Individuals at risk for Alzheimer’s disease (AD) because of family history or genetic predisposition who engaged in six months of aerobic exercise training improved their brain glucose metabolism and higher-order thinking abilities (e.g., planning and mental flexibility) called executive function; these improvements occurred in conjunction with increased cardiorespiratory fitness. The results of this study are published in a special issue of Brain Plasticity devoted to Exercise and Cognition.
Drugs currently available to treat AD have limited therapeutic capacity. At a time when both the human and monetary costs of the disease are projected to rise dramatically in the coming decades, there is a critical need to provide individuals with readily-deployable strategies that can decrease the likelihood of acquiring the disease or slow its progression. Researchers therefore investigated whether exercise training in asymptomatic individuals harboring risk for AD improves markers associated with AD.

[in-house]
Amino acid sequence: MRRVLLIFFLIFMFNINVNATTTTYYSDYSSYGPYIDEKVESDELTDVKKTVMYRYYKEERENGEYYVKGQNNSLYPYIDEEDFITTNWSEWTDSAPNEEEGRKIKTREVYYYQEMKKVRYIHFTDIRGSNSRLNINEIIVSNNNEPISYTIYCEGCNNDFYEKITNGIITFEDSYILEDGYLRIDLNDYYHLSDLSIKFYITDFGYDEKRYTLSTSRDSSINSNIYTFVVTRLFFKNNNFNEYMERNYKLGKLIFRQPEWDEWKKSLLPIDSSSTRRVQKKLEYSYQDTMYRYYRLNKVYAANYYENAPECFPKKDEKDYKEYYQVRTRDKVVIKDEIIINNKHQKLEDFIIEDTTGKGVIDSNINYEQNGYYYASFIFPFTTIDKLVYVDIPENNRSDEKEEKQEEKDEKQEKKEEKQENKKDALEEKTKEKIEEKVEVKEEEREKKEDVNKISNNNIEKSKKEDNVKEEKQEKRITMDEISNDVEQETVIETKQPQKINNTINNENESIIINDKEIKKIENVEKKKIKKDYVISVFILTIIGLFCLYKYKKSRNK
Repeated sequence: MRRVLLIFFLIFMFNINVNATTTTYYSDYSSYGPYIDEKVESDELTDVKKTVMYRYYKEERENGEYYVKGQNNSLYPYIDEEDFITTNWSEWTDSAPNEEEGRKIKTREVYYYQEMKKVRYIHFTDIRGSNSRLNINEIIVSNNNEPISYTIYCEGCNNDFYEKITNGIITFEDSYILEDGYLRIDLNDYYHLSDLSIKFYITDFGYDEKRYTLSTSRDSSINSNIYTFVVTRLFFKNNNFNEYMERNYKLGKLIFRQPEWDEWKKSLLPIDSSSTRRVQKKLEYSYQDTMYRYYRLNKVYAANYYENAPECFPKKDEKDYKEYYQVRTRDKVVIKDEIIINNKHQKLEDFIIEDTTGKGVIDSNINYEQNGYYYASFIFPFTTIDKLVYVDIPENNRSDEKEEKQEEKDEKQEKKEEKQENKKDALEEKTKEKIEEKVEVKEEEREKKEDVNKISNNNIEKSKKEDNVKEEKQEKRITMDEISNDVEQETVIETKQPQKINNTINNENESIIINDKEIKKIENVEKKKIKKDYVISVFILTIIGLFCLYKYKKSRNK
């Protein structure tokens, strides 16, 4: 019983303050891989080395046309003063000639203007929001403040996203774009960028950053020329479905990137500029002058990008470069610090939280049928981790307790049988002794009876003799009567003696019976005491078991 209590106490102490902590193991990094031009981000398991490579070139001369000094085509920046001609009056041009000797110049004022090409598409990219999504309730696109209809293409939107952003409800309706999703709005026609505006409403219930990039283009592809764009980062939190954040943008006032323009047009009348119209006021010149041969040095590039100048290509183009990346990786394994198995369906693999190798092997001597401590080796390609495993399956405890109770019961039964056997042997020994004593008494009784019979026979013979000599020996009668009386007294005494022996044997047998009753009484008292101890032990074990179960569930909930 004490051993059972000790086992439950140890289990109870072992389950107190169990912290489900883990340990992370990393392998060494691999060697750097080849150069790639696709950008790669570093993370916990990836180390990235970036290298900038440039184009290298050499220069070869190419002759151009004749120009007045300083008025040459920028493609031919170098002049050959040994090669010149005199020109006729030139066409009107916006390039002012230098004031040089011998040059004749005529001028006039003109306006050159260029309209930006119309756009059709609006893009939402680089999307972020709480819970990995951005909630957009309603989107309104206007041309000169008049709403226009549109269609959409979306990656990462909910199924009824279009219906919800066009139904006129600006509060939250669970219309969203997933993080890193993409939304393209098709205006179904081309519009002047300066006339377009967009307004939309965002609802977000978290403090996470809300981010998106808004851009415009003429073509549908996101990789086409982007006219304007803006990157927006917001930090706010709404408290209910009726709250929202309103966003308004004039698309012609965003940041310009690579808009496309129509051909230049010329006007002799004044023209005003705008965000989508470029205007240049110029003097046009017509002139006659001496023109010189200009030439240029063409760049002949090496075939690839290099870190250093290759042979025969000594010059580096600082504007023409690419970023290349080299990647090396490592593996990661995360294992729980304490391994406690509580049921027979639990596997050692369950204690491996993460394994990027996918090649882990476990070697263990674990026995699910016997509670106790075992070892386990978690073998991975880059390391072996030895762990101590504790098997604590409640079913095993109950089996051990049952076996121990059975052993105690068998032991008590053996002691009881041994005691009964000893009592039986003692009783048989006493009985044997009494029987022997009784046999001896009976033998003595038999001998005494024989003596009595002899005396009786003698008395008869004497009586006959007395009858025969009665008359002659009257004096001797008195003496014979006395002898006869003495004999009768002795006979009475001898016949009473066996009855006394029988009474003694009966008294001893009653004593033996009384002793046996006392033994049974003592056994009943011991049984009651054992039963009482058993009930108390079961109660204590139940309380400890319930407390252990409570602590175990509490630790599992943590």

“This study is a significant step toward developing an exercise prescription that protects the brain against AD, even among people who were previously sedentary,” explained lead investigator Ozioma C. Okonkwo, PhD, of the Wisconsin Alzheimer’s Disease Research Center, University of Wisconsin School of Medicine and Public Health.
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